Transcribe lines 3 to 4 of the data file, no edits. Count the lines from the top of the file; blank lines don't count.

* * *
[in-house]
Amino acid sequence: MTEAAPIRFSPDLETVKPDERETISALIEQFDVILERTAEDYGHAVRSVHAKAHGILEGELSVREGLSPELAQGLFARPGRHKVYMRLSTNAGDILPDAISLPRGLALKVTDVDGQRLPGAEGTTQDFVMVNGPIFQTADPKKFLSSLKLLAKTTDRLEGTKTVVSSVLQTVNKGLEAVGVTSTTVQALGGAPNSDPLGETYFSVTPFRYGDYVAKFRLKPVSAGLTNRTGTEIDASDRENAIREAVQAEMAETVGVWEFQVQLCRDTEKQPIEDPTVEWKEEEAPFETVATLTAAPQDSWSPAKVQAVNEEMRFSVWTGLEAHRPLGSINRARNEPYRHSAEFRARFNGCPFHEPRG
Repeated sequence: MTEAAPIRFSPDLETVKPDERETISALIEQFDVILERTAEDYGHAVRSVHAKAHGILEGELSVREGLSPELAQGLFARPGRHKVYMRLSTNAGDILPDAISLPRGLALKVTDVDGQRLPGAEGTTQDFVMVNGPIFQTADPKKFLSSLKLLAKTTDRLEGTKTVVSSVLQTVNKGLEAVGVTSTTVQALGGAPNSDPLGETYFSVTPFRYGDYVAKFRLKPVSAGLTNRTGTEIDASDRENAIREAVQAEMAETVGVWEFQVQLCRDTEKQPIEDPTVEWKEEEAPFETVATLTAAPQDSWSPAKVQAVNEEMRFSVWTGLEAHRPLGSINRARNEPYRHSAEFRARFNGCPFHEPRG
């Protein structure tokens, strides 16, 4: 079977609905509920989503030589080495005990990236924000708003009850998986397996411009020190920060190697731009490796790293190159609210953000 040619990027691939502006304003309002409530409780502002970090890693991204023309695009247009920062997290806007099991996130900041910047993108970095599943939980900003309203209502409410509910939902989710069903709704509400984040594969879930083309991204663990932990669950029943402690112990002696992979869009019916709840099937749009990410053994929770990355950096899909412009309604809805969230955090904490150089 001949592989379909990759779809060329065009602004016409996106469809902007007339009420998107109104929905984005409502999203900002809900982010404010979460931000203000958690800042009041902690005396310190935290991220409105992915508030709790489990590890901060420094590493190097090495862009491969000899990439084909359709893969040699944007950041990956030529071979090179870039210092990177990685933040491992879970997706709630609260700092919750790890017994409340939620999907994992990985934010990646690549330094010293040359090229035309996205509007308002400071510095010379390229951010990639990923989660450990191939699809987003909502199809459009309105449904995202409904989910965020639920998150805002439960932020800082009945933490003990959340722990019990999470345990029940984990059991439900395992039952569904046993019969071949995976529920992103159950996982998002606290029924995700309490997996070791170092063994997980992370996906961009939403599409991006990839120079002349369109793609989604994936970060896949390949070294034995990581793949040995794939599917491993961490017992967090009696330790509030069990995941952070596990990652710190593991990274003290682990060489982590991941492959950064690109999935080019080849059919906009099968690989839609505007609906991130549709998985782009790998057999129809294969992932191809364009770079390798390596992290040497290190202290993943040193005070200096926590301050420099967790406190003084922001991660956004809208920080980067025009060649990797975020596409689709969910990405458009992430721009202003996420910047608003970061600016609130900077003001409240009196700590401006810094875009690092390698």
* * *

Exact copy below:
Repeated sequence: MTEAAPIRFSPDLETVKPDERETISALIEQFDVILERTAEDYGHAVRSVHAKAHGILEGELSVREGLSPELAQGLFARPGRHKVYMRLSTNAGDILPDAISLPRGLALKVTDVDGQRLPGAEGTTQDFVMVNGPIFQTADPKKFLSSLKLLAKTTDRLEGTKTVVSSVLQTVNKGLEAVGVTSTTVQALGGAPNSDPLGETYFSVTPFRYGDYVAKFRLKPVSAGLTNRTGTEIDASDRENAIREAVQAEMAETVGVWEFQVQLCRDTEKQPIEDPTVEWKEEEAPFETVATLTAAPQDSWSPAKVQAVNEEMRFSVWTGLEAHRPLGSINRARNEPYRHSAEFRARFNGCPFHEPRG
């Protein structure tokens, strides 16, 4: 079977609905509920989503030589080495005990990236924000708003009850998986397996411009020190920060190697731009490796790293190159609210953000 040619990027691939502006304003309002409530409780502002970090890693991204023309695009247009920062997290806007099991996130900041910047993108970095599943939980900003309203209502409410509910939902989710069903709704509400984040594969879930083309991204663990932990669950029943402690112990002696992979869009019916709840099937749009990410053994929770990355950096899909412009309604809805969230955090904490150089 001949592989379909990759779809060329065009602004016409996106469809902007007339009420998107109104929905984005409502999203900002809900982010404010979460931000203000958690800042009041902690005396310190935290991220409105992915508030709790489990590890901060420094590493190097090495862009491969000899990439084909359709893969040699944007950041990956030529071979090179870039210092990177990685933040491992879970997706709630609260700092919750790890017994409340939620999907994992990985934010990646690549330094010293040359090229035309996205509007308002400071510095010379390229951010990639990923989660450990191939699809987003909502199809459009309105449904995202409904989910965020639920998150805002439960932020800082009945933490003990959340722990019990999470345990029940984990059991439900395992039952569904046993019969071949995976529920992103159950996982998002606290029924995700309490997996070791170092063994997980992370996906961009939403599409991006990839120079002349369109793609989604994936970060896949390949070294034995990581793949040995794939599917491993961490017992967090009696330790509030069990995941952070596990990652710190593991990274003290682990060489982590991941492959950064690109999935080019080849059919906009099968690989839609505007609906991130549709998985782009790998057999129809294969992932191809364009770079390798390596992290040497290190202290993943040193005070200096926590301050420099967790406190003084922001991660956004809208920080980067025009060649990797975020596409689709969910990405458009992430721009202003996420910047608003970061600016609130900077003001409240009196700590401006810094875009690092390698």